What is a 303 Redirect?
- 1 What is a 303 Redirect?
- 2 What Causes a 303 Status Code?
- 3 Problems With the 303 Status Code
- 4 How Do You Fix a 303 Status Code?
- 5 Wrapping Up
When you enter a URL in your browser but end up on a different URL, a redirect has occurred. Often, these redirects are purposeful and function correctly. You want to land on a certain blog post or web page, and you end up on the content you’re after, even if the URL looks different.
The internet doesn’t always work flawlessly, though. Sometimes, you don’t end up where you wanted. In this case, you may see an HTTP 303 status code.
What is a 303 Redirect?
According to Mozilla, a 303 redirect response code “indicates that the redirects don’t [sic] link to the requested resource itself.” Instead, it links to a different page.
Techopedia further explains, “A 303 redirect is a response to an HTTP status code 303, which is also called a ‘See Other’ status code.” This type of redirect is “a response to a request for a Unified Resource Identifier (URI) that identifies a real-world object.”
Put another way, if you’re trying to navigate to a URL, but the browser can’t find that URL because the page has been moved, you’ll see a 303 status code.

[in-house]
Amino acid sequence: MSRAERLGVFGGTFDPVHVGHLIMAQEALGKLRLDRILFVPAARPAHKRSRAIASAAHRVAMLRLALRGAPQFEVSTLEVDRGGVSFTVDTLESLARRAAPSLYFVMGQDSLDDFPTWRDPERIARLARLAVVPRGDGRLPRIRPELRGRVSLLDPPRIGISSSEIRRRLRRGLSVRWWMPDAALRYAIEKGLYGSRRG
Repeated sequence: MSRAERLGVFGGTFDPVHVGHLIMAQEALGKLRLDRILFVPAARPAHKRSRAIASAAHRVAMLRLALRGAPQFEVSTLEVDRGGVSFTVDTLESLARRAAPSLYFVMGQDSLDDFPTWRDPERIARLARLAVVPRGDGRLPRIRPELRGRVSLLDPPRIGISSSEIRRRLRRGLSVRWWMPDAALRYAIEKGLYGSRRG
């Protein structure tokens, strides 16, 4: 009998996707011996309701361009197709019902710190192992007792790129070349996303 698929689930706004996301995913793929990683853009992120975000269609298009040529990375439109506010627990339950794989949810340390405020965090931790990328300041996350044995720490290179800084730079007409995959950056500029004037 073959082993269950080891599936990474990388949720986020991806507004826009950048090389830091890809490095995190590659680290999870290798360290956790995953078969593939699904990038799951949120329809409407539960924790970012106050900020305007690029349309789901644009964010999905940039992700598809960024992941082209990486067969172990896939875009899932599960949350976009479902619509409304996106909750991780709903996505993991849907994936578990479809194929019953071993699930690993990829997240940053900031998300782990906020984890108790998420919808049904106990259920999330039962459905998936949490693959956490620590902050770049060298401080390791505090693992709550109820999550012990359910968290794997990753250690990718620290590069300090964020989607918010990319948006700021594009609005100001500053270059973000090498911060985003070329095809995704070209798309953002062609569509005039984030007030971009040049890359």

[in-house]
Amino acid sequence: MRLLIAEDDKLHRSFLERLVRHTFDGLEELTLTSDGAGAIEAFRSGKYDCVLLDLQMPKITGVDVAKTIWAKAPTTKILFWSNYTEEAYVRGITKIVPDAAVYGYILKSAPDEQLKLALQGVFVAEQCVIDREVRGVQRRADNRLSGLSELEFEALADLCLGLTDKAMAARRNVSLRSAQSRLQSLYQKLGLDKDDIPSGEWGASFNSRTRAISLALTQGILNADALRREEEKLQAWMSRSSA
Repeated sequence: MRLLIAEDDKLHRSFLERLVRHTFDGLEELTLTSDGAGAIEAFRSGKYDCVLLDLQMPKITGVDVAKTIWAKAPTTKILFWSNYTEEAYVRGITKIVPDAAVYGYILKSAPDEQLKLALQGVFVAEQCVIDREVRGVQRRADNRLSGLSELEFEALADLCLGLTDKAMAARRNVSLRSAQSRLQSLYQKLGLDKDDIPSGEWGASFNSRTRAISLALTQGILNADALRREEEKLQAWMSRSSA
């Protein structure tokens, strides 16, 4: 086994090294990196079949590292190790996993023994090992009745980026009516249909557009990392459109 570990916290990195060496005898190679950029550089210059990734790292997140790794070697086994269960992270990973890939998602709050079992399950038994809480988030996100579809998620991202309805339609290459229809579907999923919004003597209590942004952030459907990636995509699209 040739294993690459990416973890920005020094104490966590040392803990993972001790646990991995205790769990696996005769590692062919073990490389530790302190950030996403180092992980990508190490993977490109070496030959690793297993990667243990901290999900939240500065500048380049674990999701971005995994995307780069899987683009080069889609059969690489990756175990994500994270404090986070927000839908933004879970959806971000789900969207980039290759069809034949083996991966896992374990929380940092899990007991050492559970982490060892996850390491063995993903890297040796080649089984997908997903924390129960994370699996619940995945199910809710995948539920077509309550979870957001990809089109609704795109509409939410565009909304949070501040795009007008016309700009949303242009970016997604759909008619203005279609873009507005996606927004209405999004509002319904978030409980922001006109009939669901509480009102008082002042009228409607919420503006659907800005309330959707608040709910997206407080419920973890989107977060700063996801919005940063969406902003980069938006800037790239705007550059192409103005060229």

We have to get further into the topic to explain how this works. In general, though, a 303 status code means (a) there’s a redirection set up and (b) it’s not working as intended.
Servers and Status Codes
Without a fundamental understanding of servers and status codes, it’s hard to grasp the meaning of a 303 redirect.
All the components of a website live (or are “hosted”) on a web server. When a web browser needs a website file (as in, a web page), it uses HTTP to ask the server for the file. The server then finds the file and sends it to the browser via HTTP.
Here’s a graphic from Mozilla that illustrates the process:
A three-digit status code (or HTTP status code) is part of the server’s response to the browser request. The status code tells the browser either “everything is fine, here’s your file!” or “something’s wrong and needs to be addressed.”
300-Level Redirection Status Codes
Status codes that begin with “3” mean a redirection occurred — the request was received by the server, but there’s some type of redirection. In other words:
- The browser requests a file from the server.
- The server receives the request.
- The server sends something back to the browser that’s different from what was requested.
That could mean that the server sends the right content to the browser, but it was in a different location than expected. It could also mean that the file was found in a different place than expected and the content is different from what was expected.